Security operatives in Jos, the Plateau State capital, recently clamped down on roadside traders around the Terminus Area in an effort to decongest the area. Our correspondent observed that police patrol vehicles are now a constant feature at the Terminus, Ahmadu Bello way and Rwang Pam Street.
It would be recalled that a twin bomb blast had rocked the terminus market in May 2014 killing scores of persons and injuring many. This development forced the immediate past government of Governor Jonah Jang to ban street trading and display of wares at the market. Also, the Jang-led government said it had concluded arrangements for the full implementation of the ban on street trading and hawking on streets within Terminus Market and some parts of the Jos City centre.
The ban was in reaction to the twin bomb explosion in the area in May that led to the death of about 200 people. The then Commissioner for Information, Olivia Dazyam, made the government’s position known to journalists in Jos. The ban, according to the commissioner, would also affect motorists plying and parking within the designated areas.
“Government and security chiefs met with leaders of traders association and the National Union of Road Transport Workers, NURTW, and at the meeting, it was resolved that streets within the Jos city centre should be cleared of illegal traders, hawkers, motor parks and indiscriminate parking of vehicles.
“Operators of illegal motor parks, illegal traders and motorists engaged in illegal parking, particularly around the Terminus area down to Plateau riders, Ahmadu Bello Way, Tafawa Belewa Street, ECWA Good News, Old Bukuru Park, Murtala Mohammed Way, Rwang Pam Street, and Gengare Road, are strongly advised to comply. The government’s action will also affect legitimate business owners within the areas because they would not be allowed to park cars around their businesses.’’
Dazyam stated that shop owners along the mentioned areas and other motorists were advised to find alternative areas to park.
She said a government taskforce would commence the enforcement, adding that the government was enforcing the ban to ensure adequate security. “This measure is to ensure the maximum safety of our people. The security of our people is paramount to government. We will not allow a repeat of what happened on May 20 at the Terminus Market,” she said.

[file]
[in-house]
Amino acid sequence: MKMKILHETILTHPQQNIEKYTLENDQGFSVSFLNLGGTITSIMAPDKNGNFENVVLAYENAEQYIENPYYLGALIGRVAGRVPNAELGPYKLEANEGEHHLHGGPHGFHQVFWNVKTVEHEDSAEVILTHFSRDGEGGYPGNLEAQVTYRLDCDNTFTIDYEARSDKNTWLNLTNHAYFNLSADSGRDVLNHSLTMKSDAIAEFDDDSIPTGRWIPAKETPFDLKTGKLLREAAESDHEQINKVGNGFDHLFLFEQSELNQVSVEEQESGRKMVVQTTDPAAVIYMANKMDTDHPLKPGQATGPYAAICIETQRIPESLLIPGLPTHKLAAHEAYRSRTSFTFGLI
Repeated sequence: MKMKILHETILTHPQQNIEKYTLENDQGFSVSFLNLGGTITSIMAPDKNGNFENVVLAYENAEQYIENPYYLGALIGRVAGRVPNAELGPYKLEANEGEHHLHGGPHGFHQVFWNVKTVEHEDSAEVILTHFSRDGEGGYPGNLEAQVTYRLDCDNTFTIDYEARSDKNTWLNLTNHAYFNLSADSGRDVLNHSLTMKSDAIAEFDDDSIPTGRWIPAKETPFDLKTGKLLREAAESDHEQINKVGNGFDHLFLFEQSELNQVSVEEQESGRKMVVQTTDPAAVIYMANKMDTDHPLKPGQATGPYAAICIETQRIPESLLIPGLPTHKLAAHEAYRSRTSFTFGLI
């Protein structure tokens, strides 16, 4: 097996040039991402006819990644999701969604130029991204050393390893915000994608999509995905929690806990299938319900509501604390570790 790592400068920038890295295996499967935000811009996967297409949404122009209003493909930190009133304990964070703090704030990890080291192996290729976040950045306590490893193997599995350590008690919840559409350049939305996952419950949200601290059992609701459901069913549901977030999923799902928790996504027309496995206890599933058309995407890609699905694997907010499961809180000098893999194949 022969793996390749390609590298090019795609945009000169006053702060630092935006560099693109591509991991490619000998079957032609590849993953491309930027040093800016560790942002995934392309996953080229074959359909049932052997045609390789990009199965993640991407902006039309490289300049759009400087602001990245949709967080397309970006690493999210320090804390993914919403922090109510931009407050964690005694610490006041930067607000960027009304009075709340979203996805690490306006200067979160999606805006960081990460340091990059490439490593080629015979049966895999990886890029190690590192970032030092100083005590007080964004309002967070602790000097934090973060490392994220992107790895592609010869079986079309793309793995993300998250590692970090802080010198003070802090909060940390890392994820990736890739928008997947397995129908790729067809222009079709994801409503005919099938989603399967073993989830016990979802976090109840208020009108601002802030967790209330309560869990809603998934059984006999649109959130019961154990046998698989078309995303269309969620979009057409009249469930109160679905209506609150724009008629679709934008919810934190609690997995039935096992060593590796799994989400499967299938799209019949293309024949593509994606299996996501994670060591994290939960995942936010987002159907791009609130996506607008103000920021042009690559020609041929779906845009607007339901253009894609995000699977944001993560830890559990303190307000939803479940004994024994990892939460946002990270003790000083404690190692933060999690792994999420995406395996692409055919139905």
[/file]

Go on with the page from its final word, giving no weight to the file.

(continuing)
According to Dazyam, the gesture was to ensure better security management and also decongest the state capital, adding that the police have been given the mandate to inform the public on government’s plans.
Meanwhile, hawkers, who were sacked from the surroundings of Terminus, Jos Main Market and Ahmadu Bello Way, have accused the security agents saddled with the enforcement of the ban on street trading of molestation and mockery.
Chairman of Terminus Shoe Sellers Association, Zakari Yau Adam, said the Joint Security Task Force, JSTF, had extended the molestation and mockery to not only the traders, but passersby and commercial tricycle operators without provocation.
Adam said despite abiding by the ban and not trading by the roadside, security agents were fond of subjecting traders to beatings and forcing them to frog jump.
On his part, Chairman of Fairly Used Wears, FUW, Dauda Muhammad, accused the state government of not providing them with alternative areas to continue their legitimate business. “We believe that the area we are currently conducting our business is illegal but we were forced to hawk on the roadside because we have not been allocated any place where we can conduct our business, since the main market was burnt. We call on the government to provide us with alternative markets where we will out our legitimate business while they embark on the reconstruction of the terminus.”
When contacted, the Police Public Relations Officer, DSP Emmanuel Abu, told our correspondent that the clamp down became necessary because of the congestion in the area which he said was capable of attracting terrorists.
DSP Abu said a unanimous decision was taken by security stakeholders in the state to decongest the area and urged the traders to move to alternative markets provided for them by the government.
“The multi-task force includes: the civil defence, military and the police and the aim is to decongest the areas because terrorists usually take advantage of such areas to strike. From time to time we will continue to enforce the law on roadside trading because these insurgents are looking for congested places to strike,” Abu said.
He said the mandate of the task force was to enforce the ban on street trading and not to molest traders. “Why will security agents molest anyone when we are trying to save lives? You know that the area has been targeted by terrorists because of the congestion. So our asking people to leave in compliance with government’s directives. We are only trying to protect them because their lives are precious to us.”
He said law enforcement agents were not partisan and were working in the interest of the country irrespective of which political party was at the helm of affairs.


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